The Hollywood Origins of Frequency Hopping

The Hollywood Origins of Frequency Hopping

Frequency hopping is a method by which radio signals “hop” around a frequency in a pattern creating transmissions that are impossible to decipher from the outside.

The frequency shift is unfollowable to those without the correct algorithm. Whilst hopping at either 5 or 25 hops per second (depending on radio type and setting). This technology came from an unlikely source: the mind of movie star from the golden age of cinema, Hedy Lamarr.

Lamarr was born in Austria in 1914 and married a weapons manufacturer at 19. This gave her already inquisitive mind a foundation on which to build her invention. Throughout her glamourous Hollywood career, (Lamarr is best known for her role in 1949’s Samson and Delilah and believed to be the face of Disney’s Snow White and DC Comics Cat Woman) she experimented in her on-set trailer with equipment gifted to her by aviation eccentric Howard Hughes. Lamarr developed a faster, more aerodynamic wing design for his planes and he supported her inventing and experimenting wholeheartedly. So how did Lamarr end up developing frequency hopping?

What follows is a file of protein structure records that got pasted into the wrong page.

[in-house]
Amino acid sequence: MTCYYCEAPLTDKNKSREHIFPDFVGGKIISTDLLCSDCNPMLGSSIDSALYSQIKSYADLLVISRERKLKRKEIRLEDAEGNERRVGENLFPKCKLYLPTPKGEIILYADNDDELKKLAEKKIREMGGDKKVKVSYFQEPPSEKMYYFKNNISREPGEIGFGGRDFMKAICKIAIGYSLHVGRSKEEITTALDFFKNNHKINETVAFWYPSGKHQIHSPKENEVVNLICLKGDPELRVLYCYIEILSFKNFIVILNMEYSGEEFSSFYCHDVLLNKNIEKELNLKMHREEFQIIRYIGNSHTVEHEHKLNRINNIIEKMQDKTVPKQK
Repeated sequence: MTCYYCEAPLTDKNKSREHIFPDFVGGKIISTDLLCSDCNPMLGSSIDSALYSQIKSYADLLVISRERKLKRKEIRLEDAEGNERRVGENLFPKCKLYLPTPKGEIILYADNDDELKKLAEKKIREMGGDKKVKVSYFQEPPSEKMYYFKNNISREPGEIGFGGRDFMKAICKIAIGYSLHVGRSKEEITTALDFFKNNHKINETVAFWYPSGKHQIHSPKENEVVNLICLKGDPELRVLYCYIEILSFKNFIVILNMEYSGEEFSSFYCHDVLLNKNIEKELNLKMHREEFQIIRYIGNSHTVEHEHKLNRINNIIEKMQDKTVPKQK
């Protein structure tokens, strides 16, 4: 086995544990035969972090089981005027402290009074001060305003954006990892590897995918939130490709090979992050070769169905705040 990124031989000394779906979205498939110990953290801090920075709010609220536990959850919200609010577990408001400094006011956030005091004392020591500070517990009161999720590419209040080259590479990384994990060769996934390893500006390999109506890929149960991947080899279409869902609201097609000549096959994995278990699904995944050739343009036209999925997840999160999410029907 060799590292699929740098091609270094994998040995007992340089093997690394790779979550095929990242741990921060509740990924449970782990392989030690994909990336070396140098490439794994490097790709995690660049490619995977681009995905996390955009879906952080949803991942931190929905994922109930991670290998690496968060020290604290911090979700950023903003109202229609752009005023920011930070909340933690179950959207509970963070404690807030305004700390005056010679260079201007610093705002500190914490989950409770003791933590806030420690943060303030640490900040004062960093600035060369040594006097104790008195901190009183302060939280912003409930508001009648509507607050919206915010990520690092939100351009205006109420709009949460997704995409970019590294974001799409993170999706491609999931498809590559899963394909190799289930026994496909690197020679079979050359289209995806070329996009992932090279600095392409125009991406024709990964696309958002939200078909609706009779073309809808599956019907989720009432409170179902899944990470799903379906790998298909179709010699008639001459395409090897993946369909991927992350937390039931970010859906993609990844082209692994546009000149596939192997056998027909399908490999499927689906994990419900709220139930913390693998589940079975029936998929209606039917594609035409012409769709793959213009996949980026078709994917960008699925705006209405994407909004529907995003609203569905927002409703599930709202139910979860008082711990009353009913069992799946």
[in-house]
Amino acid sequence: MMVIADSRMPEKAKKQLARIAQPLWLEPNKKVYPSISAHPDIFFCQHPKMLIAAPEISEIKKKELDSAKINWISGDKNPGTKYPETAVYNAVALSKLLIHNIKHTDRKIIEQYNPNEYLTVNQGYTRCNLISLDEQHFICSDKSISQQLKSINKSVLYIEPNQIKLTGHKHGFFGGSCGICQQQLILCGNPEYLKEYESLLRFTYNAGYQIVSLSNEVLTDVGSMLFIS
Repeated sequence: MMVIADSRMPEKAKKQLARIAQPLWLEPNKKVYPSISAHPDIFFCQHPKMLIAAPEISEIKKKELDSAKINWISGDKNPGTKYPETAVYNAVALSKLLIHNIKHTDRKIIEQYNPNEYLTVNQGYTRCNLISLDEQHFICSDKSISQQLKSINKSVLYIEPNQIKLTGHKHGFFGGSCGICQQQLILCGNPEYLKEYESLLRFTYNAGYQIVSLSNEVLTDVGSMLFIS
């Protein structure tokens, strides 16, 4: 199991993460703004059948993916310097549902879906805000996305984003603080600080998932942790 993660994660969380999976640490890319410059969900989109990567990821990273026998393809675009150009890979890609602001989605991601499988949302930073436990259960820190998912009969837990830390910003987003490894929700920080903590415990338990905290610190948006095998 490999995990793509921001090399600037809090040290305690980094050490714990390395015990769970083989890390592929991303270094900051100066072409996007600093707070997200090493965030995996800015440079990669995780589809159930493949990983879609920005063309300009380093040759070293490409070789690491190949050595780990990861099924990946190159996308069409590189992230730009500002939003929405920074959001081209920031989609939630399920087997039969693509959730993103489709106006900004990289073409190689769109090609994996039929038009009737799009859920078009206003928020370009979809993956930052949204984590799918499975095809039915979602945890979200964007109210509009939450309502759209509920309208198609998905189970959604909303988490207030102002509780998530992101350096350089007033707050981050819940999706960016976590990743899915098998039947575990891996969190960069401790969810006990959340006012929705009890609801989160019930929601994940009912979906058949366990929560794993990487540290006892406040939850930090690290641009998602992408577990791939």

It began with radio-guided torpedoes. As America prepared to enter World War II, Lamarr and fellow inventor George Antheil considered the problem of torpedo guidance being detected and/or jammed by the enemy. Lamarr developed the idea that a transceiver and receiver could rapidly shift frequencies in a pre-determined pattern which Antheil – a composer by trade – implemented as a musical melody (their frequency hopping had 88 frequency positions based on the 88 keys of a piano). They patented the idea in 1942. They offered it to the US Navy however it was rejected.

Despite this early rejection, frequency hopping was subsequently utilised by all US ships engaged in the Cuban Missile Crisis of 1962. Lamarr and Antheil never received any recognition or financial remuneration for their invention. Their invention went on to evolve into the technology behind Bluetooth and GPS. Lamarr and Antheil jointly received the Electronic Frontier Foundation’s Pioneer Award in 1997 and were both posthumously inducted into the National Inventors Hall of Fame in 2014.

All models in Barrett Communications’ HF Transceiver range can be equipped with a Frequency Hopping option which have been derived from the same theories pioneered by Lamarr in 1942. For HF radio communications, Frequency Hopping is one of the most effective electronic countermeasures still utilised in tactical applications today.


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